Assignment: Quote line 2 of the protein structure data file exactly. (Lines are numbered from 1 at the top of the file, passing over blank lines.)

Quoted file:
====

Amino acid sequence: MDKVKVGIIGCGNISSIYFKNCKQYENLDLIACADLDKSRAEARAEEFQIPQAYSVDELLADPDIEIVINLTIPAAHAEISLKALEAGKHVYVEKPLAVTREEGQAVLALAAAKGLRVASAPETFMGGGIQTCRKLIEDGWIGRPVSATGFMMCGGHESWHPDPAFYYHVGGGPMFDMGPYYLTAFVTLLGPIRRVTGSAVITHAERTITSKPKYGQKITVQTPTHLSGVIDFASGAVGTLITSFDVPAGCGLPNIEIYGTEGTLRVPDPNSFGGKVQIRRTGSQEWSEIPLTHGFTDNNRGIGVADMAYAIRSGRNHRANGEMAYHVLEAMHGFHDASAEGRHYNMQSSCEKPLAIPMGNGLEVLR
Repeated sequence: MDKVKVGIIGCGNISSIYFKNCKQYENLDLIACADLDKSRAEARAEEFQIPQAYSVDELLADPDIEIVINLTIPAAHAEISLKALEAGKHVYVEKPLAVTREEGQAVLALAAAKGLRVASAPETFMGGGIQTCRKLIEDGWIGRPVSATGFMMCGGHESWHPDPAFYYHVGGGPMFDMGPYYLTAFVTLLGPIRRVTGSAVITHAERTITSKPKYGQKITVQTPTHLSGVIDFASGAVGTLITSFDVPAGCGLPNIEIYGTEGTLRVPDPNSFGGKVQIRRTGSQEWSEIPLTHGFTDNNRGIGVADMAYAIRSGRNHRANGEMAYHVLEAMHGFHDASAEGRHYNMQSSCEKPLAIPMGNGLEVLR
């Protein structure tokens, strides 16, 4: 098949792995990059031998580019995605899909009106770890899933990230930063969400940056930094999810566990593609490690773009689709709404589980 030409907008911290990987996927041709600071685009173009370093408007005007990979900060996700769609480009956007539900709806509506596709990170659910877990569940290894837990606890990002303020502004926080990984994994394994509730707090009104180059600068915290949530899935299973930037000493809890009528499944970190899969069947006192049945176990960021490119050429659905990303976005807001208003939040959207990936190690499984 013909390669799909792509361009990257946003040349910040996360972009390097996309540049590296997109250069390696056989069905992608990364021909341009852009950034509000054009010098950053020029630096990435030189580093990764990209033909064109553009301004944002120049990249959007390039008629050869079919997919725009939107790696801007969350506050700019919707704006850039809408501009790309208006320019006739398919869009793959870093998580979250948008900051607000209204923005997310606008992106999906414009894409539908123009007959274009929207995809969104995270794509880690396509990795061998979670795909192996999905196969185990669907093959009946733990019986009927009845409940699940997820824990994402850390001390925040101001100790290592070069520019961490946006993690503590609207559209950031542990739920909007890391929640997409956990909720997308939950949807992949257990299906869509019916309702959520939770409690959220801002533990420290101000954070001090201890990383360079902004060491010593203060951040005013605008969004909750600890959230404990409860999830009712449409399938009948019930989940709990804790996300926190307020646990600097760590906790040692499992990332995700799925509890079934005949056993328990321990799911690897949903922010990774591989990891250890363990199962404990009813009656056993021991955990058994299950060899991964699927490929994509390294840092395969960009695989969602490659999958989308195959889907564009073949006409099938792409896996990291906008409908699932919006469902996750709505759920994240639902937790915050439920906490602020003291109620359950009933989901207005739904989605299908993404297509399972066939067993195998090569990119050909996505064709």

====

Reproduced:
Repeated sequence: MDKVKVGIIGCGNISSIYFKNCKQYENLDLIACADLDKSRAEARAEEFQIPQAYSVDELLADPDIEIVINLTIPAAHAEISLKALEAGKHVYVEKPLAVTREEGQAVLALAAAKGLRVASAPETFMGGGIQTCRKLIEDGWIGRPVSATGFMMCGGHESWHPDPAFYYHVGGGPMFDMGPYYLTAFVTLLGPIRRVTGSAVITHAERTITSKPKYGQKITVQTPTHLSGVIDFASGAVGTLITSFDVPAGCGLPNIEIYGTEGTLRVPDPNSFGGKVQIRRTGSQEWSEIPLTHGFTDNNRGIGVADMAYAIRSGRNHRANGEMAYHVLEAMHGFHDASAEGRHYNMQSSCEKPLAIPMGNGLEVLR